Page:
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How to legally post a cover song video on YouTube.

Cover song videos are hugely popular on YouTube, and making a cover song video is one of the most proven ways to get new listeners and viewers to check out your other songs, including your original material.

So let’s say you’ve recorded an awesome new cover version of an existing song, and now it’s time to post the video to YouTube. What do you need to do in order to NOT get your pants sued off?

First, an important disclaimer: I’m not a lawyer. If you’re worried about legal issues, you should consult an attorney. That being said, CD Baby and our YouTube network Illustrated Sound manage a vast catalog of songs and videos on behalf of artists on YouTube, and we have lots of experience from which we draw upon to offer the general advice that follows.

So let’s start by understanding the various rights that do and don’t come into play when posting a cover song video.

Cover song videos are NOT protected by a mechanical license.

Once a song is published, you have the right to cover it (as a recording, but NOT as a video).

“Published” under the Copyright Act is defined as:

 …the distribution of copies or phonorecords of a work to the public by sale or other transfer of ownership, or by rental, lease, or lending.  The offering to distribute copies or phonorecords to a group of persons for purposes of further distribution, public performance, or public display constitutes publication. A public performance or display of a work does not of itself constitute publication.

In order to distribute and sell your own version of that cover song, you have to secure what is know as a mechanical license from the publisher of the song, and pay them the appropriate mechanical royalties.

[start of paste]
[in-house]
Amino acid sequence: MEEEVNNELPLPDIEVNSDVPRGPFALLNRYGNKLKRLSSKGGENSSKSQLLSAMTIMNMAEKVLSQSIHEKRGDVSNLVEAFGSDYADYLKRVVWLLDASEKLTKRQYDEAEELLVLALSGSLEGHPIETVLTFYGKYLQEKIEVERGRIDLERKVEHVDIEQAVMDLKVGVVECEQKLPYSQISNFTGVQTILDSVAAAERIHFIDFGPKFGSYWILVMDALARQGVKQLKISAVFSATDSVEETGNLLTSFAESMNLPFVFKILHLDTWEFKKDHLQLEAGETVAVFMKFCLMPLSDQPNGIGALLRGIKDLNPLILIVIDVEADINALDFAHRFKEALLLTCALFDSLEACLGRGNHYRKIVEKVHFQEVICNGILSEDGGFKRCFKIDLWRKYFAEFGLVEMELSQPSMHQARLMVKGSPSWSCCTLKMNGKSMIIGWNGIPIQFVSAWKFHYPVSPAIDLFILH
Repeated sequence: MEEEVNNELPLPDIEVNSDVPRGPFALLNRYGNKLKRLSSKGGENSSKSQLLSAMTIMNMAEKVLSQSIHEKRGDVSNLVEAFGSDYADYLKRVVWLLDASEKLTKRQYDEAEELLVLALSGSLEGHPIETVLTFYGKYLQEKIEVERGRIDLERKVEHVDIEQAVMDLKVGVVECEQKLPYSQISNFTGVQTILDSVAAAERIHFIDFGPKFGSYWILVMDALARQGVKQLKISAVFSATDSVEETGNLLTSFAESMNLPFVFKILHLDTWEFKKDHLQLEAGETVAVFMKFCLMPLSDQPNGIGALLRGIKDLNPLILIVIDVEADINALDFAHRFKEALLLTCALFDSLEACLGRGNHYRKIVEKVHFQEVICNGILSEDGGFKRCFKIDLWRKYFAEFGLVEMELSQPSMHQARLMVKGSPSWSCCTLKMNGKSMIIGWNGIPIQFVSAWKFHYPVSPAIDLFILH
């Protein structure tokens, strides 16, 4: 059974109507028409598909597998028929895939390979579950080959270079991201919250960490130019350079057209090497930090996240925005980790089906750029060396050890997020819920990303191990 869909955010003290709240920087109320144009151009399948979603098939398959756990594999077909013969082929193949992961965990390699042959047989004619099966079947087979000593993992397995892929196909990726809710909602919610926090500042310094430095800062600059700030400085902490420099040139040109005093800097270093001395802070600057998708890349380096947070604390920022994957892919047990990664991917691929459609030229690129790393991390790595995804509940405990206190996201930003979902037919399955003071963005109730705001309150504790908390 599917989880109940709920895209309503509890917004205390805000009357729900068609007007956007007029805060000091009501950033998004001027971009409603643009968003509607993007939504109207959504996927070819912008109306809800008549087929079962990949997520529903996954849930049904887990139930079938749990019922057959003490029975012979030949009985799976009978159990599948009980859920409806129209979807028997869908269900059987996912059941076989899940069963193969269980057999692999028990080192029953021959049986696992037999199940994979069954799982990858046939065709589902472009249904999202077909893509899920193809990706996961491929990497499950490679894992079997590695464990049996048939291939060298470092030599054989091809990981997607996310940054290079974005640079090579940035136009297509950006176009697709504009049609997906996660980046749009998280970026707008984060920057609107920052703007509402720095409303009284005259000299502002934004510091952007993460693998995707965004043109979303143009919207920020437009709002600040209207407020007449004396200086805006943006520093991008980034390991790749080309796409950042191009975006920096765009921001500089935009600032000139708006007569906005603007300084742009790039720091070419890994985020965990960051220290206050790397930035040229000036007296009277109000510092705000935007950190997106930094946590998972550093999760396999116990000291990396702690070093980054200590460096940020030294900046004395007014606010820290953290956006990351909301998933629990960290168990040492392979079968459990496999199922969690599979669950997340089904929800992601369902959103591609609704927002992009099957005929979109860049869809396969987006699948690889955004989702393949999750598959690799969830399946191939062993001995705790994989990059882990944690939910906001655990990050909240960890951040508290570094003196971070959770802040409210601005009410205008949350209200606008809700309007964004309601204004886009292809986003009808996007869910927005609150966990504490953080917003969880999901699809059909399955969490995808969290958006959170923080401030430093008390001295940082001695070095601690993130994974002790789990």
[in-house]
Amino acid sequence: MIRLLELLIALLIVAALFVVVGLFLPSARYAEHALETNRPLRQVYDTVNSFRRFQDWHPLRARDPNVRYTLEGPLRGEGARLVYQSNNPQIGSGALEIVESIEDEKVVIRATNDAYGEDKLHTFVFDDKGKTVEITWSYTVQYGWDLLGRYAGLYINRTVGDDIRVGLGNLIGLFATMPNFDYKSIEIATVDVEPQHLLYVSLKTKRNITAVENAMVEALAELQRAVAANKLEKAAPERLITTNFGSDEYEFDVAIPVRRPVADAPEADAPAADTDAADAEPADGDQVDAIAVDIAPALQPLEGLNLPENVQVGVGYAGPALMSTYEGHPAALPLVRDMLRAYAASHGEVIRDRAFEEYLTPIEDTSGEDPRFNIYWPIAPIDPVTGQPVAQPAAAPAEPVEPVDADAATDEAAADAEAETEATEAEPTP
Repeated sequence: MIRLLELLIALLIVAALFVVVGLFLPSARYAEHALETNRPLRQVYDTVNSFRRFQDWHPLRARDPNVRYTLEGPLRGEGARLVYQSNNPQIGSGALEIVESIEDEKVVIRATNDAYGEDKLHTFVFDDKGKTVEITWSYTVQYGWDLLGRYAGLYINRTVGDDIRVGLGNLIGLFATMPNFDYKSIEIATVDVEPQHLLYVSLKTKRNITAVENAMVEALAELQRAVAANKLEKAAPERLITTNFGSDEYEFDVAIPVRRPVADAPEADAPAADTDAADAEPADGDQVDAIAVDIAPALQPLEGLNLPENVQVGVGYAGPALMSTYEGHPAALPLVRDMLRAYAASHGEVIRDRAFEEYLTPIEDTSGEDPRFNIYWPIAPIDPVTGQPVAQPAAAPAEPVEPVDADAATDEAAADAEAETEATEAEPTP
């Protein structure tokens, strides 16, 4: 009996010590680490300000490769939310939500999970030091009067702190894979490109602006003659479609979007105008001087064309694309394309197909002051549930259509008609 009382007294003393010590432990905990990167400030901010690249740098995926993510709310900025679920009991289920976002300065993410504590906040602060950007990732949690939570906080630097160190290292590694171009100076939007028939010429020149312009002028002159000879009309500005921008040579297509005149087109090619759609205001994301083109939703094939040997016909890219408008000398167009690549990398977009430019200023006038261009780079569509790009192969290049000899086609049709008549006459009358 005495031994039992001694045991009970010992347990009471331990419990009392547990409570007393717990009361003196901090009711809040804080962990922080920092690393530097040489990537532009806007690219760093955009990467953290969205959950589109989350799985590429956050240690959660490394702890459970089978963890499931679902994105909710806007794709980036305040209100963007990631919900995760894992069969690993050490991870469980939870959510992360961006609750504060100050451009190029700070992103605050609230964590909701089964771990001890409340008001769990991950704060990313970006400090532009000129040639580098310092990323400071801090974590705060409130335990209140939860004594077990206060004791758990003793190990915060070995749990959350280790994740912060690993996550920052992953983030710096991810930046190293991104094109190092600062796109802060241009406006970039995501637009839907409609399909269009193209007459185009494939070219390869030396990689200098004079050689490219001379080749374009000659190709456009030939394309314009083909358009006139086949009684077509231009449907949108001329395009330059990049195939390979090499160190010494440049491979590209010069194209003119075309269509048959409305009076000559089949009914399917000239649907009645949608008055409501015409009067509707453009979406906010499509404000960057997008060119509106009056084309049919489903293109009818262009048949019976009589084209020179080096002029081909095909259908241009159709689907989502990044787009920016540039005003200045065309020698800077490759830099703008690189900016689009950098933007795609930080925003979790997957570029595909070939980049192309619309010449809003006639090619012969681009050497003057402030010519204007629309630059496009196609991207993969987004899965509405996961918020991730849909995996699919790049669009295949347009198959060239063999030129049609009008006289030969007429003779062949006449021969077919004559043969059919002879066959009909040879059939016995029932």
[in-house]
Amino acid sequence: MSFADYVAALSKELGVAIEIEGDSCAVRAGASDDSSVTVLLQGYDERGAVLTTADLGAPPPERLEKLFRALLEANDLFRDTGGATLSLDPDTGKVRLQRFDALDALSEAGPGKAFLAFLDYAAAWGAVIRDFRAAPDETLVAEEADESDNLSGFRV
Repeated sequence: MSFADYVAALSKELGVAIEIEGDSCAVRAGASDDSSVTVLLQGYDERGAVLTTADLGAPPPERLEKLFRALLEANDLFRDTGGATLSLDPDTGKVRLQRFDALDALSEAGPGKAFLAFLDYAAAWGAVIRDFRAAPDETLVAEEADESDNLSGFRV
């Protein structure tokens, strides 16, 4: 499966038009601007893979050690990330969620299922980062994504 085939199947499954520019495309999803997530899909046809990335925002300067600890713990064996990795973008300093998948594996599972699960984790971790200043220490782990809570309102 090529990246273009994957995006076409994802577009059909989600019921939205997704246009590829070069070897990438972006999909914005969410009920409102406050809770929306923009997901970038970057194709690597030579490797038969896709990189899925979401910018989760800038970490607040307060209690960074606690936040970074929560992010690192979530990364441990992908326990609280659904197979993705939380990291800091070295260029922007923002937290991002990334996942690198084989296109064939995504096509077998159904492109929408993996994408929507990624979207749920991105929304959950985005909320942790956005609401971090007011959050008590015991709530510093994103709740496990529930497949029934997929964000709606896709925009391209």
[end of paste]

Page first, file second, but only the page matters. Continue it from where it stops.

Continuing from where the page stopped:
BUT… a mechanical license (often secured through an agency such as Harry Fox or CD Baby’s cover song licensing service) protects you ONLY for the distribution of a cover song sound recording, NOT the associated cover song video. So while you absolutely MUST acquire the necessary mechanical license for a cover song before you press CDs or sell downloads, that license is meaningless when it comes to the video you want to post on YouTube.

As entertainment attorney Christiane Cargill Kinney says:

Assuming that a single license is going to cover you for every usage of the song is kind of like assuming that your doctor will accept pet insurance to treat your laryngitis. You’re dealing with two (or more) completely different animals.

What license do you need for a cover song video?

Before I answer that question, I’m going to tell you a secret: Almost NO ONE that creates cover song videos is jumping through the hoops to secure the appropriate license before they post those videos to YouTube.

Are they getting sued? Are they having their videos smacked with a copyright violation notice or take-down request? Occasionally, yes. But by and large, no.